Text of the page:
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Hunger is a 2008 British movie, the first to be directed by artist Steve McQueen (no relation to the 60's action star). It involves Irish prisoners of The Troubles, and the various ways they protest, starting with "no-wash" protests and ending in hunger strikes and stars Irish actor Michael Fassbender.
Tropes used in Hunger include:
- Doing It for the Art: DEAR GOD. Michael Fassbender dropped over thirty pounds to accurately portray Sands, and co-star Liam Cunningham actually moved in with Fassbender for a while so they could rehearse their seventeen-minute long conversation. It took four takes.
- Fan Disservice: Continually naked men would be appealing to some, except they're unwashed, unnaturally thin, and often abused by prison officers.
- Foregone Conclusion: The American DVD box tells you that it involves "[Bobby] Sands' last days." Needless to say, he dies in the end.
- Leave the Camera Running: Long shots of walls, corridors, hands, etc. being washed.
- Imagine Spot: Just before Bobby Sanders dies he vividly experiences a memory of him jogging in the woods as a child.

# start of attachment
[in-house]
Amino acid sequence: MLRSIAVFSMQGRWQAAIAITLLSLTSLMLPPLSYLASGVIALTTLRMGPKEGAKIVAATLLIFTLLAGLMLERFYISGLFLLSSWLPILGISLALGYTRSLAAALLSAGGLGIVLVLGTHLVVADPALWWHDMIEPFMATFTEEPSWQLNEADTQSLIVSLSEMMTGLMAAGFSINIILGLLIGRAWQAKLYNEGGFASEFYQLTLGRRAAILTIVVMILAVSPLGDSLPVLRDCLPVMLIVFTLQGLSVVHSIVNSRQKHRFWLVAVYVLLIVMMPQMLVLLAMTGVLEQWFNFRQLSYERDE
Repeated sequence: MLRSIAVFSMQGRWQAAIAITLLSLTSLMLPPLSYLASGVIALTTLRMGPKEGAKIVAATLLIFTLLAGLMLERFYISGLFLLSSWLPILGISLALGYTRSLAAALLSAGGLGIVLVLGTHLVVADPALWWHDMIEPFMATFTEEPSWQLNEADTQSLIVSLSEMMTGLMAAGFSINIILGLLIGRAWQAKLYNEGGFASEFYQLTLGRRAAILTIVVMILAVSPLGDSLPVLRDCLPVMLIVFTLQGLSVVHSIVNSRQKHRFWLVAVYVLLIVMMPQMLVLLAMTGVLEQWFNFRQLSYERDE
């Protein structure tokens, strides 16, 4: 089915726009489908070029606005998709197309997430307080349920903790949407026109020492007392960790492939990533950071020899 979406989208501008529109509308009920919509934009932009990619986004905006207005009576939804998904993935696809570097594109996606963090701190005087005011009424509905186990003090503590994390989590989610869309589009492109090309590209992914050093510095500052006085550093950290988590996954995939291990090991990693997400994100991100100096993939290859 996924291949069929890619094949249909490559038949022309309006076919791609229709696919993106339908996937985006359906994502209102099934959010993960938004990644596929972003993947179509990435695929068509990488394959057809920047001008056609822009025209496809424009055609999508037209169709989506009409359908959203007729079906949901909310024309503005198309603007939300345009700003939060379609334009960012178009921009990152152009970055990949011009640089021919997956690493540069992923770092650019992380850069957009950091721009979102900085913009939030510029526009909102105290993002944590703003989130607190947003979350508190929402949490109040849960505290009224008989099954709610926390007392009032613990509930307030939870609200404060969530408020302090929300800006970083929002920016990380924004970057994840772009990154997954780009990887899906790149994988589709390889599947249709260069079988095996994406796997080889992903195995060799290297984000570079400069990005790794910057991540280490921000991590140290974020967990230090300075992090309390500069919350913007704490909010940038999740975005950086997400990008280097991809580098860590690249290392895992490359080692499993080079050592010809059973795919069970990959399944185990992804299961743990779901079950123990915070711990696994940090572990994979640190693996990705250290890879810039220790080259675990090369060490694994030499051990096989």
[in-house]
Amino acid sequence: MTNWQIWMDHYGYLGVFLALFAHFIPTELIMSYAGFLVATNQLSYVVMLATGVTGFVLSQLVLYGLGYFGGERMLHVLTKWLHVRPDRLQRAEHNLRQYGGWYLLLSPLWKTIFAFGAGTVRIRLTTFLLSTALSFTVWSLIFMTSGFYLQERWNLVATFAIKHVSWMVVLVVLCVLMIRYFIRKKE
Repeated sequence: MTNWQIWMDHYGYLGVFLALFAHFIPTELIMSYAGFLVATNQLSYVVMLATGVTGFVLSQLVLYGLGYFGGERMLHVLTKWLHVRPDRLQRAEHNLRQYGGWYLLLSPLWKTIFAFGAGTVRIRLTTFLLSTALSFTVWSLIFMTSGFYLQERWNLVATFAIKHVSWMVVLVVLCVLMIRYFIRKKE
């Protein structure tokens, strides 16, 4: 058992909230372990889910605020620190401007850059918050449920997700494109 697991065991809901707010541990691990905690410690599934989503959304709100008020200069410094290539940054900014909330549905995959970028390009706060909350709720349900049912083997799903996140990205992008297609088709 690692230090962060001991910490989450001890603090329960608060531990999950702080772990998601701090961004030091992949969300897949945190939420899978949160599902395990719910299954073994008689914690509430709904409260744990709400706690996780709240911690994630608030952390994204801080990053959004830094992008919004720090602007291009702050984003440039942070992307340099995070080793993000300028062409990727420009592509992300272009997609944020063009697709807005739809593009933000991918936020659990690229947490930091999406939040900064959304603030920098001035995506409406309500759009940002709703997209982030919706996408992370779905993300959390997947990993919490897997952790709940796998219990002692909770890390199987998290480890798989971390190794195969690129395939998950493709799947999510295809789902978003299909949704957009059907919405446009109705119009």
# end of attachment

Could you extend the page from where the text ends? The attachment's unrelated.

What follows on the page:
- Invulnerable Knuckles: Averted, prison officer Raymond hurts his hand pretty badly after punching the wall by accident.
- Mercy Kill: Bobby tells the story of an injured foal that he and his friends found at a young age. And that he took the initiative to end it's suffering, knowing that it was the right thing to do.
- No-Holds-Barred Beatdown: Some of the prisoners get brutally beaten by a collection of riot officers.
- The Oner: Several count as Leave the Camera Running. Particularly notable is a scene where Bobby Sands and his priest discuss the upcoming hunger strike; it goes for 17 and a half minutes, a record length.
- Shoot the Shaggy Dog: Almost. Bobby Sands dies, 9 more men die after him, and their goal (the status of political prisoner) is never completely accomplished. They do, however, get equivalent rights granted to the prisoners.
- Silence Is Golden: Much of the film goes by with little to no dialogue.
- Squick: Just how unsanitary and dirty the prisoners cells are, particularly the large spiral shape on a cell wall drawn with fecess.
- The Troubles
- Viewers Are Geniuses: The movie never stops to explain why the prisoners refuse to wash, wear blankets, etc.
- As the film is British, most of its viewers would be aware of Northern Ireland's political history and the wash protests and hunger strikes.